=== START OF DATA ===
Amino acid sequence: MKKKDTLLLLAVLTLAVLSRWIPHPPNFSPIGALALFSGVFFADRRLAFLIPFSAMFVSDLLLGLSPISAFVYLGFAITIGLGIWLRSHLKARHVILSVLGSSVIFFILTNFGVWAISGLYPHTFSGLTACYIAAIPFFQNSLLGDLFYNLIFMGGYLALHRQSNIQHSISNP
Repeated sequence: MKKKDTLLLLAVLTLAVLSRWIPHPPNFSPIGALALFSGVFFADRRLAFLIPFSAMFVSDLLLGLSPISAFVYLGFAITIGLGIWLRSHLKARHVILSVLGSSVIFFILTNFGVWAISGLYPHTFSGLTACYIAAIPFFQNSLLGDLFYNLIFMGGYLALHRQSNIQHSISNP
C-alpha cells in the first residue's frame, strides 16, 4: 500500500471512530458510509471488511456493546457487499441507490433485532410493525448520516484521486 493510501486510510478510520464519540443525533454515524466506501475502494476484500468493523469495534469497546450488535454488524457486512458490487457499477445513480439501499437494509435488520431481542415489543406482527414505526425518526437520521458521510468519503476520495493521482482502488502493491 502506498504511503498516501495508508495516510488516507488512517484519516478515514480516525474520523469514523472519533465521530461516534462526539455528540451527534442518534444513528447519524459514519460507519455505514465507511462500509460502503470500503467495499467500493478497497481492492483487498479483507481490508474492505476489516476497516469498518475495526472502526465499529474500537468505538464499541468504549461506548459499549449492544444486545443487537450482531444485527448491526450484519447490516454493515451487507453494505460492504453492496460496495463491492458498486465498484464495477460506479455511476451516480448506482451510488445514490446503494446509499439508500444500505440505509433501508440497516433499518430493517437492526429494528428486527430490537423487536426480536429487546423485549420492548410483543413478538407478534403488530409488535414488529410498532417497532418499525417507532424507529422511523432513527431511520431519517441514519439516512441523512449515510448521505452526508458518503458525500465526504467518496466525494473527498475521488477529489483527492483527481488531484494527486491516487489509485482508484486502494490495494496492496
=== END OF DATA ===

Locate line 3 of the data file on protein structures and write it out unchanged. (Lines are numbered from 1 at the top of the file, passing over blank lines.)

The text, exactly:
C-alpha cells in the first residue's frame, strides 16, 4: 500500500471512530458510509471488511456493546457487499441507490433485532410493525448520516484521486 493510501486510510478510520464519540443525533454515524466506501475502494476484500468493523469495534469497546450488535454488524457486512458490487457499477445513480439501499437494509435488520431481542415489543406482527414505526425518526437520521458521510468519503476520495493521482482502488502493491 502506498504511503498516501495508508495516510488516507488512517484519516478515514480516525474520523469514523472519533465521530461516534462526539455528540451527534442518534444513528447519524459514519460507519455505514465507511462500509460502503470500503467495499467500493478497497481492492483487498479483507481490508474492505476489516476497516469498518475495526472502526465499529474500537468505538464499541468504549461506548459499549449492544444486545443487537450482531444485527448491526450484519447490516454493515451487507453494505460492504453492496460496495463491492458498486465498484464495477460506479455511476451516480448506482451510488445514490446503494446509499439508500444500505440505509433501508440497516433499518430493517437492526429494528428486527430490537423487536426480536429487546423485549420492548410483543413478538407478534403488530409488535414488529410498532417497532418499525417507532424507529422511523432513527431511520431519517441514519439516512441523512449515510448521505452526508458518503458525500465526504467518496466525494473527498475521488477529489483527492483527481488531484494527486491516487489509485482508484486502494490495494496492496